3 years ago

Tumor-infiltrating Tryptase+ Mast Cells Predict Unfavorable Clinical Outcome in Solid Tumors

Shimin Wang, Guoming Hu, Pu Cheng
The prognostic role of tumor-infiltrating tryptase+ mast cells in human solid tumors remains controversial. Herein, we conducted a meta-analysis including 28 published studies with 4224 patients identified from PubMed and EBSCO to assess the prognostic impact of tumor-infiltrating tryptase+ mast cells in human solid tumors. We found that tryptase+ mast cell infiltration significantly decreased overall survival (OS) and disease-free survival (DFS) in all types of solid tumors. In stratified analyses, tryptase+ mast cell infiltration was significantly associated with worse OS in non-small cell lung cancer, hepatocellular carcinoma and 5-year survival in colorectal cancer. And these cells were inversely associated with DFS in hepatocellular and colorectal cancer. In addition, high density of intratumoral tryptase+ mast cells significantly correlated with lymph node metastasis of solid tumor. In conclusion, Tryptase+ mast cell infiltration leads to an unfavorable clinical outcome in solid tumors, implicating that it is a valuable biomarker for prognostic prediction for human solid malignances and targeting it may have a potential for effective treatment. This article is protected by copyright. All rights reserved.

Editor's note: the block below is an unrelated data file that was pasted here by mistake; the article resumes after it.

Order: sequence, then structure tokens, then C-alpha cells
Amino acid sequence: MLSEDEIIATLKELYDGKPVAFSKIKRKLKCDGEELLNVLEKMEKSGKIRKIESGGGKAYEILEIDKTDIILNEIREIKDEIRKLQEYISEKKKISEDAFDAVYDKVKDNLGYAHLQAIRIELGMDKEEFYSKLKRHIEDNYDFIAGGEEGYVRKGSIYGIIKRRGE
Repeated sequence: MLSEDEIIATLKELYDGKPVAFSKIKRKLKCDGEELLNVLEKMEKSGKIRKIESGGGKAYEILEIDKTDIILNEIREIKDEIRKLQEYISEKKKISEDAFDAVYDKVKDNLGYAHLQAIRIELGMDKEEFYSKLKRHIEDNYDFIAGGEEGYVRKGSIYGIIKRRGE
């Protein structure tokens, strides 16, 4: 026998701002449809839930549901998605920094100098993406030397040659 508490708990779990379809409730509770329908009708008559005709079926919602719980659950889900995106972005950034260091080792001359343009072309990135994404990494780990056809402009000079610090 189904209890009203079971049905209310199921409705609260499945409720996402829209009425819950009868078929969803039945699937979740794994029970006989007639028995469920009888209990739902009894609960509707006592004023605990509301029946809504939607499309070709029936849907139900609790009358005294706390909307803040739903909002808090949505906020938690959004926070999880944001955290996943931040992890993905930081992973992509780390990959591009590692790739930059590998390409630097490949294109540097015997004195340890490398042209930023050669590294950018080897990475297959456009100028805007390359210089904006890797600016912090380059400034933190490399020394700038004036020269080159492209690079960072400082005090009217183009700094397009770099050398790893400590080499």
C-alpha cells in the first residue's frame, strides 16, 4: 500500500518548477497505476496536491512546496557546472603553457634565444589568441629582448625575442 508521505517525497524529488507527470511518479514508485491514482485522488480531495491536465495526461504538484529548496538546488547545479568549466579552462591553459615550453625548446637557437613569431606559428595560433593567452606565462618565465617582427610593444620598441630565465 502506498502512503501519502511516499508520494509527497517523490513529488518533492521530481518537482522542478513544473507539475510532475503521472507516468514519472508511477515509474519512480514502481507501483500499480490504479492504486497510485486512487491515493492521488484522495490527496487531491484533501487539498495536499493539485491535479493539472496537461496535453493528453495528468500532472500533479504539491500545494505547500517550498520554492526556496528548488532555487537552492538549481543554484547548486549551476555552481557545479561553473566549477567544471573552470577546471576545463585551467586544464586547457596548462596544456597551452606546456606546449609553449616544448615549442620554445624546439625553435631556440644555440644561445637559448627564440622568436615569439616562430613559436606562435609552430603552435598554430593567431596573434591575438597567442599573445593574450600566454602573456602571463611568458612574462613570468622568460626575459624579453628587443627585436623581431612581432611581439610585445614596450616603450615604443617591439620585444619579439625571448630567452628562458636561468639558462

Publisher URL: http://onlinelibrary.wiley.com/resolve/doi

DOI: 10.1002/ijc.31099

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